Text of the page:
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Public Health

Research Article Volume 7 Issue 6

The sources of water supply, sanitation facilities and hygiene practices in oil producing communities in central senatorial district of Bayelsa state, Nigeria

Raimi Morufu Olalekan, Odubo Tonye Vivien, Omidiji Adedoyin O, Ochayi Ekoja Owobi

Department of Community Medicine, Niger Delta University, Nigeria

Correspondence: Raimi Morufu Olalekan, Department ofCommunity Medicine, Environmental Health Unit, Faculty of Clinical Sciences, Niger Delta University, College of Health Sciences, Wilberforce Island, Bayelsa State, Nigeria, Tel +2347038053786

Received: January 01, 1970 | Published: November 30, 2018

Citation: Olalekan RM, Vivien OT, Adedoyin OO, et al. The sources of water supply, sanitation facilities and hygiene practices in oil producing communities in central senatorial district of Bayelsa state, Nigeria. MOJ Public Health. 2018;7(6):30410.15406/mojph.2018.07.00265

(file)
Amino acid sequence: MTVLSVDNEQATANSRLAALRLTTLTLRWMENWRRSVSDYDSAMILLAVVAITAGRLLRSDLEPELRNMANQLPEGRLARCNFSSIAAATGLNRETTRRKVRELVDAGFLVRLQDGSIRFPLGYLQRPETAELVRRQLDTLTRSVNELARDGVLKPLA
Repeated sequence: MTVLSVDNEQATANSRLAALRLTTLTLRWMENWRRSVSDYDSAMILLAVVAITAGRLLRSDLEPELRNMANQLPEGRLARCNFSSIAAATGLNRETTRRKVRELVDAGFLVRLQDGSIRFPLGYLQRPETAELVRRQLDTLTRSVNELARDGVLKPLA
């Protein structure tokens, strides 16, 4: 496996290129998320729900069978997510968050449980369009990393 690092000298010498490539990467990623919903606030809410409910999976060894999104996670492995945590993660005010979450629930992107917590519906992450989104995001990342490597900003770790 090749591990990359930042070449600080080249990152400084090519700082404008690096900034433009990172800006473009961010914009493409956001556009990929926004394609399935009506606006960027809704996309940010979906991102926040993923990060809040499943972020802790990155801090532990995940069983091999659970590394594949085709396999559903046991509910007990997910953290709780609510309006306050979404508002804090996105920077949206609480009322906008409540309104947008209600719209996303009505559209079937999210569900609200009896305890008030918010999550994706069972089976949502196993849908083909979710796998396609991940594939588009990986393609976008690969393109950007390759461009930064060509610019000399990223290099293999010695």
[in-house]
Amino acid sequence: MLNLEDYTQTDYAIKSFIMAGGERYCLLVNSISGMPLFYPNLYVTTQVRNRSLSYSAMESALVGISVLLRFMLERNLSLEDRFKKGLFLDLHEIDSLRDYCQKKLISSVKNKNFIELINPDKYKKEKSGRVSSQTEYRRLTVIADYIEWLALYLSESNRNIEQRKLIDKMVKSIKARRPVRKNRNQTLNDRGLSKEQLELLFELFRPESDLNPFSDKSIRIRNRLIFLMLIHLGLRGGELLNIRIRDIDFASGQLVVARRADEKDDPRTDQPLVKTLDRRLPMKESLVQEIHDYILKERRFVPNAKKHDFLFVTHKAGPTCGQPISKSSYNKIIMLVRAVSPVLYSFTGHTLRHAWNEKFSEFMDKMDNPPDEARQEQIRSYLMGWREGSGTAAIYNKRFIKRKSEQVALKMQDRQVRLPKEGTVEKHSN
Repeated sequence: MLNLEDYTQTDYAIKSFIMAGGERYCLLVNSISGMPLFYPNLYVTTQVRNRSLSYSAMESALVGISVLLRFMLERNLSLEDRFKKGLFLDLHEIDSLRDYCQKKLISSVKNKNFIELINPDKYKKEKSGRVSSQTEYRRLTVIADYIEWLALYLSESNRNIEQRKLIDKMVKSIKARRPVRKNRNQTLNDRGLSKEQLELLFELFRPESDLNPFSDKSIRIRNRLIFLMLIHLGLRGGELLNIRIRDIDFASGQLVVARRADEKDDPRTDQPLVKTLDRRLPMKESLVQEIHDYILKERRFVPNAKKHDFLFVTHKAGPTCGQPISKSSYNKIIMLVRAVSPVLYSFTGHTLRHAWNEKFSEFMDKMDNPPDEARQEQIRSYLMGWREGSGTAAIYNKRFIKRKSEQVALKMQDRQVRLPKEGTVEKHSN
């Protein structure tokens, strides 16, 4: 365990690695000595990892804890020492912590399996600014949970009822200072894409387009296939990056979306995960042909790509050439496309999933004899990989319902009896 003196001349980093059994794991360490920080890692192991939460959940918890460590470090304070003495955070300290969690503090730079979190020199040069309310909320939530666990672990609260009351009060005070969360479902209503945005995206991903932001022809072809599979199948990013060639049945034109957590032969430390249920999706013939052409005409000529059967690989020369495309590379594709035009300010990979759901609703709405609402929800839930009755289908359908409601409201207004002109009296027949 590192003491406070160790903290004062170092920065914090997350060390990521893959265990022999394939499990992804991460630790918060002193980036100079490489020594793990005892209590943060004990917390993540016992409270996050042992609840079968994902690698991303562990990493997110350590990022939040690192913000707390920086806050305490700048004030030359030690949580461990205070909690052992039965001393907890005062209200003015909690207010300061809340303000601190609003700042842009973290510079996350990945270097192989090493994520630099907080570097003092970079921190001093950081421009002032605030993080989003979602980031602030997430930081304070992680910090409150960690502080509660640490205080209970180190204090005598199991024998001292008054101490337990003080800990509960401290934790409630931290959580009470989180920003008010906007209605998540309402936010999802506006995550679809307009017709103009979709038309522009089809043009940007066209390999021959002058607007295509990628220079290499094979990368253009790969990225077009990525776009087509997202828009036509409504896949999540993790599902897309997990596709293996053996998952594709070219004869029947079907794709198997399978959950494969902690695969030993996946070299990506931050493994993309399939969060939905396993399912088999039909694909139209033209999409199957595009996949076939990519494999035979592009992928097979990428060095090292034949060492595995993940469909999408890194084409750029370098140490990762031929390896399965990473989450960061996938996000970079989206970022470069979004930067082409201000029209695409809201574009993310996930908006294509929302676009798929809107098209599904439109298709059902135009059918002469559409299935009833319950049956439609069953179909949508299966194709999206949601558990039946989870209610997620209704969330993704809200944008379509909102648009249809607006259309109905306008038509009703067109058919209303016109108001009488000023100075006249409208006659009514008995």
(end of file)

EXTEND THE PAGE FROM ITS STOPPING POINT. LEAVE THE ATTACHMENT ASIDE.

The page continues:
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Abstract

Background: It has been estimated that 100million Nigerians still lack basic sanitation facilities and 63 million also do not have access to portable drinking water and as many as 80% of all diseases worldwide are related to unsafe water as well as poor environmental hygiene. Most infectious, diseases are caused by living organisms, such as bacteria, viruses, or parasitic worms, and a disease is transmitted by the passing of these organisms from one person's body to another or through intermediate hosts. The World Bank reports that 30% of the total disease burden in developing countries results from contamination at the household level and that 75% of life years lost within this 30% are due to lack of good water supply and sanitation and the prevalence of risky hygiene behaviour. This study aimed to assess the sources of water supply, sanitation facilities and hygiene practices in oil producing communities in Central Senatorial District of Bayelsa State.